New way to prosecute rapes, interview victims proving successful for WVC police
(KUTV) West Valley City police say they've been cracking down on sex crimes and the say their efforts are yielding success.
Investigators say they've changed their protocol to be more thorough in testing physical evidence but the bigger difference is the way they treat victims.
Michelle Worthen was raped and she says the West Valley detective, Justin Boardman, believed her and helped her.
"He let me tell the story in the way I wanted. He let me know he would believe me and that what I say matters," Worthen said. "It was absolutely the best thing a detective could do for a victim."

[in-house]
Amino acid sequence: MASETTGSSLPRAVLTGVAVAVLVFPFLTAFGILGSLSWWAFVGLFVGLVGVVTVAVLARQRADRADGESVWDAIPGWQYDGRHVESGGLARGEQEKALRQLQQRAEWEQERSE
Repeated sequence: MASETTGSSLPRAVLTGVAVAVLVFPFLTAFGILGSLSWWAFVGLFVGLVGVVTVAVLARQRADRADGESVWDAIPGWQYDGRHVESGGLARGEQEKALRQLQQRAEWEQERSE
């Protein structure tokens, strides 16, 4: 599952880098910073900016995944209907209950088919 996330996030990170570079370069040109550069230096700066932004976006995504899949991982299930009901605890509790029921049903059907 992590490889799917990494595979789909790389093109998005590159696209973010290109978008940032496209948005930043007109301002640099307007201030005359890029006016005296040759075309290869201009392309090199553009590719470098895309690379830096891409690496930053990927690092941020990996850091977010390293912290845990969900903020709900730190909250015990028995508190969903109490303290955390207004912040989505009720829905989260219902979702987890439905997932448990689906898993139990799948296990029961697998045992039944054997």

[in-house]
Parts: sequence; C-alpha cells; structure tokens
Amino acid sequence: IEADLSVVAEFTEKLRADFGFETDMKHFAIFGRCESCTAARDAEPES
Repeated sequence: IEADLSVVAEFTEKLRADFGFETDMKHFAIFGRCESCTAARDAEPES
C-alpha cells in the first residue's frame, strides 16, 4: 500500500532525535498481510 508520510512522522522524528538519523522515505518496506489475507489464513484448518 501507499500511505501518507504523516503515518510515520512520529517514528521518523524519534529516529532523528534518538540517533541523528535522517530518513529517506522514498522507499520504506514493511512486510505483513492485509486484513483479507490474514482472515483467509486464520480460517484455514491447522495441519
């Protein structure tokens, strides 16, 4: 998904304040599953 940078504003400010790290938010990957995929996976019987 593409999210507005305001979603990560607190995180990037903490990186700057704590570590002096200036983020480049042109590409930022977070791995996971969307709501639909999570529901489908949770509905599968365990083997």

West Valley police adopted a new way to talk to rape victims who are often in shock and who need help.
"Return empowerment to the victim, restore respect, reduce stress."
Police send every rape kit to the lab for testing and they allowed BYU rape scholar and police critic Julie Valentine inside the department for a study.
"It really is amazing they would allow that transparency," Valentine said.
She found that before the changes West Valley got convictions at the county average of six percent of rape cases. Afterwards, they got convictions in 22 percent of rape cases.
"The interview process has been a game changer."
Worthen has become an activist and talked to women who were not treated well by police.
"When that happens they shut down; there is no reason for them to come forward. If law-enforcement is not on your side, the case is close," she said.
See the full story on video with Rod Decker.